The glomerular filtration rate in the kidney is controlled, in part, by the tubuloglomerular feedback (TGF) system, which is a negative feedback loop that mediates oscillations in tubular fluid flow and in fluid NaCl concentration at the nephron level. In this loop, there are two parameters, TGF gain and delay, which are important in better understanding of the stability of the feedback system. In this talk, I will begin with a biological motivation of why mathematical modeling is useful in biology and continue with an introduction of the kidney and nephron. Then I will present the mathematical tools used to identify the

systematic dependence of the stability of the TGF system on the above-mentioned two parameters, TGF delay and gain.
3:00pm in RNS 310

Thursday, April 23

Chemistry Distinction Seminars

Kirsten Overdahl ’15:  LC-MS Detection of Abused Drugs in Packaging Residues
Research Abstract presented to PittCon 2015 Conference
Sarah Elder ’15:  Human Scent Differentiation by Gas Chromatography-Mass Spectrometry (GC-MS)
Katherine Nash ’15:  Tetrahymena thermophile Proteomics Using MALDI-TOF Mass Spectrometry

RNS 390,  6:30 p.m. refreshments will be served

MSCS Math Across the Cannon – A combined event with St. Olaf and Carleton College

Amie Wilkinson from the University of Chicago
Amie has won several awards for her work in dynamical systems and ergodic theory. This is a great chance for students the meet a famous mathematician and to take in a couple lectures. There will be three opportunities to meet or listen to her speak:

Dessert Party
2:00 – 3:00 Women in MSCS are invited to a social hour in CMC 206 at Carleton
Prof. Wilkinson works in dynamical systems:
Can a butterfly flapping its wings in Minnesota cause a hurricane in Florida?  The so-called “butterfly effect” is an example of a deterministic system that is sensitive to small changes, and is part of the mathematical field known as dynamical systems.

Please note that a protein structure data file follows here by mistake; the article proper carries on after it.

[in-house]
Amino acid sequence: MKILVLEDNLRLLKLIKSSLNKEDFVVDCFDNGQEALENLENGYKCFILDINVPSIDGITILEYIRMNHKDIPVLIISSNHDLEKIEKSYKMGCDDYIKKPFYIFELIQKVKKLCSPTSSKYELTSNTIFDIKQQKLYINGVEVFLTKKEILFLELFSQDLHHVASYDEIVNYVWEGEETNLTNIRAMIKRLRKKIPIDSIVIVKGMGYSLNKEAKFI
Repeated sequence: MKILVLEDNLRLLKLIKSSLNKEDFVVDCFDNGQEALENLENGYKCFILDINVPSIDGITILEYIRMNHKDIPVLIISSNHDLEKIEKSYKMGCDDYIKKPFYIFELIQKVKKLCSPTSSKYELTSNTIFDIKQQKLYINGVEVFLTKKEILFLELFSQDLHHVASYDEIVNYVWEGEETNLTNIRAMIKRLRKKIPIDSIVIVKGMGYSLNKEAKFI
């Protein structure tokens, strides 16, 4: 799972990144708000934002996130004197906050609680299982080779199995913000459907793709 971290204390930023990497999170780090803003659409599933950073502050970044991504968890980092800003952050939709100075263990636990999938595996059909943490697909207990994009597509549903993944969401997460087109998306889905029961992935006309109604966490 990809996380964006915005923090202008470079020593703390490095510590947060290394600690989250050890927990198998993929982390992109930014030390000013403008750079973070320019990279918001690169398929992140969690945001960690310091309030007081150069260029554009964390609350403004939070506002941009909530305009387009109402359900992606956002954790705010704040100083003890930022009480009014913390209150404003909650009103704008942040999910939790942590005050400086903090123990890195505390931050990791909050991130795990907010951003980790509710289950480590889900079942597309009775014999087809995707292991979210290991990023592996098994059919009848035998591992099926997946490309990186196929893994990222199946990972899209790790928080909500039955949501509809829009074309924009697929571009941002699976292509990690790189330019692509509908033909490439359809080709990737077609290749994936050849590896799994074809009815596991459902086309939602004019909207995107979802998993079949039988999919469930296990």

If you plan on attending, please RSVP to Prof. Purin (purin@stolaf.edu) by Tuesday, April 21.

A dynamical way of thinking
2:00 – 3:00 student social hour in CMC 206 at Carleton
3:30 Bouliou 104 at Carleton College
Abstract: The modern mathematical field of Dynamical Systems encompasses a wide range of subdisciplines and techniques. As its scope spreads into more and more areas of mathematics, one is led to redefine Dynamical Systems as a mode of thought, an approach to problem solving. I’ll illustrate how a dynamical way of thinking can be applied in a variety of contexts, and how it informs our current perspective.

What are the odds?
7:00 Viking Theater at St. Olaf College
8:00 – Reception to follow talk
Abstract: How do we think about the chances of rare events occurring, and are unlikely events really all that unlikely? This talk will explore two complementary themes: 1) the emergence of apparent structure and order from completely random processes; and 2) how unrandom, deterministic processes can produce seemingly random output.

Friday, April 24

Chemistry Seminar
Dr. James Johns,  Department of Chemistry
University of Minnesota
“New Tools for New Materials:  Towards ultrafast spectroscopy on the Lansdale”
RNS 310 3:00 seminar refreshments, seminar will begin at 3:15